“Not your father’s camera bag” was how Tenba described the prototypes of their new Vector line at photokina 2010. Now, in 2012, the new line is in production, and they were absolutely right. What are the differences? Color, style, and function. A report like this is no place for detail: that’s what manufacturers’ websites are for, and besides, a full, detailed list of new camera bags could more than fill the whole magazine. What I want to do is to give you some idea of the way that bags are heading.
The Aurora Orion light kit arrived on my doorstep at the busiest time of the year for me. At the end of the summer I take hundreds of high school seniors and thousands of “one shot” photos of the underclass students at high schools. So while it has taken me a while to get around to writing the report, I have used these lights to take thousands of pictures, and I was really glad to have a light kit that I could just pick up and walk out the door with and have all I needed in one really nice travel bag.
The new Nikon P7100 offers many function buttons and dials along with a large mode dial on the top to choose standard exposure modes like P, S, A and M. The camera offers a full automatic mode, scene modes and special effect modes (like B&W, sepia tone effect, “High Key” effect and more). In addition, the P7100 offers three user modes that can be saved as U1-U3 and accessed directly on the mode dial.
The Panasonic GF3 is the successor of the GF2. The new camera is 17 percent smaller and 16 percent lighter than the GF2, making it an extremely compact camera. Due to the reduction of body dimensions there are some elements missing which were part of the GF2--no accessory shoe for external flash light systems and no interface for the optional ELV that could be mounted on the GF2.
The SD1 is Sigma’s new flagship SLR system. It uses a brand new sensor with Foveon technology and a nominal resolution of 14.8 MP. This means that the camera is able to record RGB information for every single pixel. Standard digital cameras use sensors with the “classic” Bayer pattern, which means that every single pixel detects only one color information (red, green or blue) and then must undergo color interpolation.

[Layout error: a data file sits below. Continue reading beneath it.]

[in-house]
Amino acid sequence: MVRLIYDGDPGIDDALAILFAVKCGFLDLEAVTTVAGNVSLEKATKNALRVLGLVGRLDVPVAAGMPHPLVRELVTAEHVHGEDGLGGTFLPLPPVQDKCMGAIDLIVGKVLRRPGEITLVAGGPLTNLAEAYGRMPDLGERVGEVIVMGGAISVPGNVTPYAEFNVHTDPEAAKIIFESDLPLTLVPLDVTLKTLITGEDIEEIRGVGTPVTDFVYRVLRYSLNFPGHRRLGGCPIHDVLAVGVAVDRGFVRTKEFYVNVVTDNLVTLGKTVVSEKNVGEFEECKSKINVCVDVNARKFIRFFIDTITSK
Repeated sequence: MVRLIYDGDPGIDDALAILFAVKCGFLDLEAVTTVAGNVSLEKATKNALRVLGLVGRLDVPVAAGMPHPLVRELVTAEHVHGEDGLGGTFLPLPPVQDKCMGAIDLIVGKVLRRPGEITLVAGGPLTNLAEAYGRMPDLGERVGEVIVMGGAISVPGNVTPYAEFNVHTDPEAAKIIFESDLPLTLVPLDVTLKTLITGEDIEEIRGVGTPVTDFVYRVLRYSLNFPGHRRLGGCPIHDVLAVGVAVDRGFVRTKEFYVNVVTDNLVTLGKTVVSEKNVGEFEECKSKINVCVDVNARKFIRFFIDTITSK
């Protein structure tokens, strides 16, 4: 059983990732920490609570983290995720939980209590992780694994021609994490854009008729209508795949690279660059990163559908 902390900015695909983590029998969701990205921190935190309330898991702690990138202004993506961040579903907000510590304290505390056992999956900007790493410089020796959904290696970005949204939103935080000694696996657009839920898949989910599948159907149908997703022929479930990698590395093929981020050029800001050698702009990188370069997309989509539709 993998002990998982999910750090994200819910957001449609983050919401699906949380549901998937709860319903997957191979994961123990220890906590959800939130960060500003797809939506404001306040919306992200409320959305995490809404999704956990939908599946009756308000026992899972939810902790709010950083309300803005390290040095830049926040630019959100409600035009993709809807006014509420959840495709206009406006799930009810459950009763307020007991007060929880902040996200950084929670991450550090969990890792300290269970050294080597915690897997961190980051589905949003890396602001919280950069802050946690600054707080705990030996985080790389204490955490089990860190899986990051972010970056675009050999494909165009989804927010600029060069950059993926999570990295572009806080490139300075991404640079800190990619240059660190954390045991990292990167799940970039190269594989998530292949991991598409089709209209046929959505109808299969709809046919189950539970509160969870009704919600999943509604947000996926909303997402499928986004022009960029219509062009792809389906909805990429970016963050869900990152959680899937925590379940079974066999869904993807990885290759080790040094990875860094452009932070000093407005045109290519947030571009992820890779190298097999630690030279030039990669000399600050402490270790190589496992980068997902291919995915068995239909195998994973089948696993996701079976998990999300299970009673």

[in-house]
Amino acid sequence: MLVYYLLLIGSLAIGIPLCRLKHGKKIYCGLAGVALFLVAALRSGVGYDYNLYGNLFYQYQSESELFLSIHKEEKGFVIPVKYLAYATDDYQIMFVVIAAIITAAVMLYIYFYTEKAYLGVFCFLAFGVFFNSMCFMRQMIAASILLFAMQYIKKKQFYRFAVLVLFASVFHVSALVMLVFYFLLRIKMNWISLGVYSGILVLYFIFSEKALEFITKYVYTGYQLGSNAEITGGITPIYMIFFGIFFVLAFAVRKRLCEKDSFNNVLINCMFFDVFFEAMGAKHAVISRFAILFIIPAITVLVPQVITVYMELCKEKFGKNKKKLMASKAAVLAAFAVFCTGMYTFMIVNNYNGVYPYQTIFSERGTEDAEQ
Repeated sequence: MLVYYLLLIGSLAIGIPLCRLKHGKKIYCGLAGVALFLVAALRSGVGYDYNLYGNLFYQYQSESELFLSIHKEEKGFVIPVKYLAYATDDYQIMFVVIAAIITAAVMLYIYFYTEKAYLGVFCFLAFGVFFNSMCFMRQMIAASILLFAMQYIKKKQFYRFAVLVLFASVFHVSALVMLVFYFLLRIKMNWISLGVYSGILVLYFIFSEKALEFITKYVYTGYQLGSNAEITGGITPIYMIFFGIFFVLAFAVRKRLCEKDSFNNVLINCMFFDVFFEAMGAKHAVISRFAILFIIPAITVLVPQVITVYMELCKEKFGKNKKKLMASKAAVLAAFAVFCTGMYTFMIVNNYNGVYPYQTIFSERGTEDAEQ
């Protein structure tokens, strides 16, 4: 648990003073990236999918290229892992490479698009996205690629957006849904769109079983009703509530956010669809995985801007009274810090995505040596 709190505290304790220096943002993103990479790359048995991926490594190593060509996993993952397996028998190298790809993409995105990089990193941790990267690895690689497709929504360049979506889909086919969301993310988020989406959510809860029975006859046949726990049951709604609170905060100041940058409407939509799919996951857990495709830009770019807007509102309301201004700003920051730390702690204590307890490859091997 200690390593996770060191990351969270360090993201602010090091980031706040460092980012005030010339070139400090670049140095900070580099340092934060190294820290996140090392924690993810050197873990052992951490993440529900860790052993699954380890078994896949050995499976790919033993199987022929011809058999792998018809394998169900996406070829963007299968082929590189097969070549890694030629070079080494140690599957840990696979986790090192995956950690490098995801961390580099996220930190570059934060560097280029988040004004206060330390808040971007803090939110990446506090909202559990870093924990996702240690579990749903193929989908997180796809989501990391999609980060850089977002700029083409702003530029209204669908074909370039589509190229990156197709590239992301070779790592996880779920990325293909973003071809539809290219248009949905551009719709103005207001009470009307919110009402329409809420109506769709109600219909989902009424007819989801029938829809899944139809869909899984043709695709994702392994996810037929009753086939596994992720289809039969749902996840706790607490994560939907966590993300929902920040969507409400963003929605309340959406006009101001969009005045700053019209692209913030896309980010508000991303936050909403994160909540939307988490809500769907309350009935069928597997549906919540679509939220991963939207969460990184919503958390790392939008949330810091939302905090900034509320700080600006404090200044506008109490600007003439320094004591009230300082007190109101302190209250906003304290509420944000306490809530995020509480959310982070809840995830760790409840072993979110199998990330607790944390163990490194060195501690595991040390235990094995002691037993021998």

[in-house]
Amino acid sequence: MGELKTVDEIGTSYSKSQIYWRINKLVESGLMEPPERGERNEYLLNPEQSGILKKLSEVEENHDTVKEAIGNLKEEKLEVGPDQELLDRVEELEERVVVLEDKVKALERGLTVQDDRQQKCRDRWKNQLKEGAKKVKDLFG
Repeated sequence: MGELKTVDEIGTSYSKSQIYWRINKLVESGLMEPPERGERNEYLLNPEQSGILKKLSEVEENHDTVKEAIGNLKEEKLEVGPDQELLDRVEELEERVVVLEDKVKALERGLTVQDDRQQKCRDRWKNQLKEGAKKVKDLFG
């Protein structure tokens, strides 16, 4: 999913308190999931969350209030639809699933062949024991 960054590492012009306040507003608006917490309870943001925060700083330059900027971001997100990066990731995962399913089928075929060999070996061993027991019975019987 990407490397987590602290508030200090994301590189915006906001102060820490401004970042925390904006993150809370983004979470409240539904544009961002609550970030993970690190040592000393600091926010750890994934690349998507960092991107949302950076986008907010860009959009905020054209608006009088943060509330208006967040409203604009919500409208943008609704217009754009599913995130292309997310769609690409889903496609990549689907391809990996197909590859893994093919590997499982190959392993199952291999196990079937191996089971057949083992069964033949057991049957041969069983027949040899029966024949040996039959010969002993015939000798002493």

The Sony NEX-C3 is an ultra compact CSC (compact system cameras) system with an APS-C sized sensor. The camera offers a resolution of 16 MP (megapixels), which is similar to some Sony SLT cameras like the SLT-A35. The main difference in the concept of the NEX cameras is the very compact body and the fact that the camera doesn’t work with an optical or electronic viewfinder, but only with the LCD screen on the back as viewfinder and control monitor.
The A-35 is based on the Sony SLT system, which means the camera uses a translucent mirror system. The mirror is fixed and therefore the camera doesn’t offer an optical SLR viewfinder; instead, it uses a high resolution electronic viewfinder and an LCD monitor – just like a CSC (compact system camera).The ELV of the Sony A35 has a resolution of 1.15 million RGB dots and shows a very crisp and clear image.
Out of all the telephoto focal lengths, the 400mm is my favorite, so I looked forward to Canon’s updated 400mm f/2.8L. At about $11,499 list price (slightly less on searched street prices) it’s for those who absolutely need a fast, fixed focal length lens in their still and/or video work, and that’s work that pays well.
The new Canon 5D Mark III has a large and handy grip on the right side. The body is a lot smaller than the new EOS-1D X because the 5D Mark III doesn’t use a “motor winder like” bottom for the rechargeable battery and therefore doesn’t offer a second shutter release button and setup dial, convenient for vertical shots. An additional battery grip is offered as an option, however.